Exchange student falls to death in Denver after eating marijuana cookie

DENVER Wed Apr 2, 2014 5:49pm EDT

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DENVER (Reuters) - An African exchange student plummeted to his death from a hotel balcony after eating a marijuana-infused cookie, in the first reported pot-related death in the city since Colorado legalized recreational marijuana in 2012, the Denver coroner's office said on Wednesday.

Levi Thamba Pongi, 19, died on March 11 from injuries related to the fall and marijuana intoxication is listed as "a significant condition" that contributed to the accident, said Michelle Weiss-Samaras, spokeswoman for the Denver medical examiner's office.

Possession and use by adults of small amounts of recreational marijuana is legal in Colorado. The state's first retail pot shops opened in January.

Pongi, from the Republic of Congo, attended Northwest College in Powell, Wyoming. He went on a spring break in Denver with three other exchange students from the school to try marijuana, Weiss-Samaras said.

All four of them tried cookies containing marijuana, she said. One girl in the group became ill after one bite, but when Pongi ate one of the cookies he "went off the wall" and started running around the hotel room, Weiss-Samaras said.

"His friends were terrified, and they did try to calm him down," she said, but he leapt from the balcony.

The autopsy showed that Pongi had a 7.2-nanogram-per-milliter level of THC, the psychoactive property in marijuana, and no other drugs or alcohol in his system, Weiss-Samaras said. Under Colorado law, a person is considered impaired at a 5-nanogram threshold of THC.

Weiss-Samaras said Pongi was not suicidal, and since his death did not involve other intoxicating substances or an event such as an automobile accident, the medical examiner determined that his death was linked to marijuana consumption.

"We just don't know how any one person will react," when consuming intoxicants, she said, adding that Pongi's case was the first cannabis-related death in Denver since recreational marijuana was legalized.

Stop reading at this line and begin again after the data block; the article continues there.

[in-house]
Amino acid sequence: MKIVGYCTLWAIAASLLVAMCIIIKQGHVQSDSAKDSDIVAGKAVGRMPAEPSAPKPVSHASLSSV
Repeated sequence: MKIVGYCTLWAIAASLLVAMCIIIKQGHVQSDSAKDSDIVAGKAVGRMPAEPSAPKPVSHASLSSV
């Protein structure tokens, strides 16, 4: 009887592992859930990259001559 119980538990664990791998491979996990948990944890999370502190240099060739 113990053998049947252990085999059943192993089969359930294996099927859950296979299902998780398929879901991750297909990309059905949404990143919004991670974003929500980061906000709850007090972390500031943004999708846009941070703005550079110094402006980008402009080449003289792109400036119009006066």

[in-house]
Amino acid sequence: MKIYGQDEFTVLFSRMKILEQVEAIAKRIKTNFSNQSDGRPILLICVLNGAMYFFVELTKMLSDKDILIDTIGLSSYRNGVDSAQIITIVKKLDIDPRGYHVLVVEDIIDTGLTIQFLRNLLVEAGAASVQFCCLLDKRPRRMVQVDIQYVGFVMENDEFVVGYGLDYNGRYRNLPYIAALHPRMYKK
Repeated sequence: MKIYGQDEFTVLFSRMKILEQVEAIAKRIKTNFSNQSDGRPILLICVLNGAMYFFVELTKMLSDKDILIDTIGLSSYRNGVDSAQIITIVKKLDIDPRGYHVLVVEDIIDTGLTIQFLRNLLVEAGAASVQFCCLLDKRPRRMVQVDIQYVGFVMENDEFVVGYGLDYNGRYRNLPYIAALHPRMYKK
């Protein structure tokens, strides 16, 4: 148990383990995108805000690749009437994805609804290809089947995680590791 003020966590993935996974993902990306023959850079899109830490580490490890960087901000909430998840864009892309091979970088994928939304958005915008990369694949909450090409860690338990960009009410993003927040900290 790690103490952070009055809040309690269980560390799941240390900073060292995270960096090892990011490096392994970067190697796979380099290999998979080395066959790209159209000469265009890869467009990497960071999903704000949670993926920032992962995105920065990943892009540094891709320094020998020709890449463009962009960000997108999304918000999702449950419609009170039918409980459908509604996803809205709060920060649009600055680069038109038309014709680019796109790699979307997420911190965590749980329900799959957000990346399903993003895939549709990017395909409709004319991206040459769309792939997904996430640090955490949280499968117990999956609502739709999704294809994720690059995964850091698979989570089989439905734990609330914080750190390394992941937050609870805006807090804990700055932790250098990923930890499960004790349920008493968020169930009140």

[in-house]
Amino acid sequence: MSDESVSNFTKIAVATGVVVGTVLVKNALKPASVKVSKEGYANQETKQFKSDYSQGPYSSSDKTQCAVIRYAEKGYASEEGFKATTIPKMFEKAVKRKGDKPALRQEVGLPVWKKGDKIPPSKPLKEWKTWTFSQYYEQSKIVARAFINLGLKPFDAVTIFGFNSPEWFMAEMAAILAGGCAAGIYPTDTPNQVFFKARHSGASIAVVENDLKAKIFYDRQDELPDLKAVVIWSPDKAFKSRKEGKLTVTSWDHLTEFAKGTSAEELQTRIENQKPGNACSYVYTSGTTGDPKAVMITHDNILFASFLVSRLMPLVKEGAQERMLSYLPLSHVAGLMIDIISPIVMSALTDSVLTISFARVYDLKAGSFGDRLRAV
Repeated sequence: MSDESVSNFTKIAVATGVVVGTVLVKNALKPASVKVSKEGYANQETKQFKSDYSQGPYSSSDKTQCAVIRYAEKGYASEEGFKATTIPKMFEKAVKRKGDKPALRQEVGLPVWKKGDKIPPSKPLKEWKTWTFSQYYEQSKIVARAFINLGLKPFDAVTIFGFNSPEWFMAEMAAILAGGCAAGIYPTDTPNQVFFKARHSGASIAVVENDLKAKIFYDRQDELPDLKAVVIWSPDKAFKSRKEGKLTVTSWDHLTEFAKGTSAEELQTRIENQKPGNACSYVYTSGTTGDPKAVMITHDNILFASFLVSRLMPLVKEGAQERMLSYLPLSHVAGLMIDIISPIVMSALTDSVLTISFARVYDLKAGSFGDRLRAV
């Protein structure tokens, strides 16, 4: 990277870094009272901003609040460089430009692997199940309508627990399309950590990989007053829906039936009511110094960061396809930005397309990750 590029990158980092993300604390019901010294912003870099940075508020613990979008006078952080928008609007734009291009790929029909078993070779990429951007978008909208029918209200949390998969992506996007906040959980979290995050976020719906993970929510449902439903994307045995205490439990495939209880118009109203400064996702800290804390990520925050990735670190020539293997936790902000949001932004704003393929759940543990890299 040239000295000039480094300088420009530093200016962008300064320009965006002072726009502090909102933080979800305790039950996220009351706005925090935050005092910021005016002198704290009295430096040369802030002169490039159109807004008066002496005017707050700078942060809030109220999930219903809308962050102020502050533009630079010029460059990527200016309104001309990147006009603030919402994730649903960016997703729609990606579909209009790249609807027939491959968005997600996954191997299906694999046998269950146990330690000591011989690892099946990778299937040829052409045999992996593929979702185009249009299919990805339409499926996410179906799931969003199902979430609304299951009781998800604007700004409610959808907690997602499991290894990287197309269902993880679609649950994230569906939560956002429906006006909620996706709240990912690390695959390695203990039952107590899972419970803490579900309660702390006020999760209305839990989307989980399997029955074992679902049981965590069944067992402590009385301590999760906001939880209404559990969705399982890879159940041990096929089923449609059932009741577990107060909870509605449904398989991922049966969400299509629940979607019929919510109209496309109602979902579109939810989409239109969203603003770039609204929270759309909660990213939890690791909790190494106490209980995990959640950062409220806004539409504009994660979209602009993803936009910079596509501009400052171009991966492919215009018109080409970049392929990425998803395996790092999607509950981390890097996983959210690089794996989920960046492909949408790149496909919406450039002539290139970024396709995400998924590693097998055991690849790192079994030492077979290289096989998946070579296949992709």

Pongi, an engineering student, enrolled at the two-year community college 400 miles north of Denver in January, said Emelee Volden, the school's intercultural program manager.

"We have 80 international students and it's a very close-knit community. It's been a very traumatic thing for them as well as to our entire student body," she said.

(Editing by Cynthia Johnston)

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Comments (9)
Sad to hear about this, but, you don’t just pick up an edible and eat the whole thing if you are not familiar with the reactions (or anything else for that matter)….An edible can make experienced smokers dizzy, nauseous, vomiting and even passing out. The problem with the edible it takes normally 20 or 30 minutes until you start feeling the effects, but, then you get the entire rush all at once, and if you are not ready, it can be exactly opposite of what you are expecting. Edibles aren’t really for casual users that just want to catch a “buzz”, they are more for medicinal reasons for people with a high tolerance to the effects.

Apr 02, 2014 6:08pm EDT  --  Report as abuse
FRPSR wrote:
Conflation of events with rock ribbed patronizing , is a form of attitudinizing that is about as amusing as trying to figure out what kills more Americans , heart attacks from diet issues , guns guns guns , drink drive .
Oh , if the the amusement won’t kill you , the tickle will .

Apr 02, 2014 6:22pm EDT  --  Report as abuse
Riversong wrote:
Pot aficionados like to believe that the only effect is a “mellowing”, that they are perfectly capable of driving while high, and that it’s impossible to die from marijuana consumption.

“Anxiety is the most commonly reported side effect of smoking marijuana. Between 20 and 30 percent of recreational users experience intense anxiety and/or panic attacks after smoking cannabis.” – “Medical Marijuana and the Mind”, Harvard Mental Health Letter, April 2010

Apr 02, 2014 6:22pm EDT  --  Report as abuse
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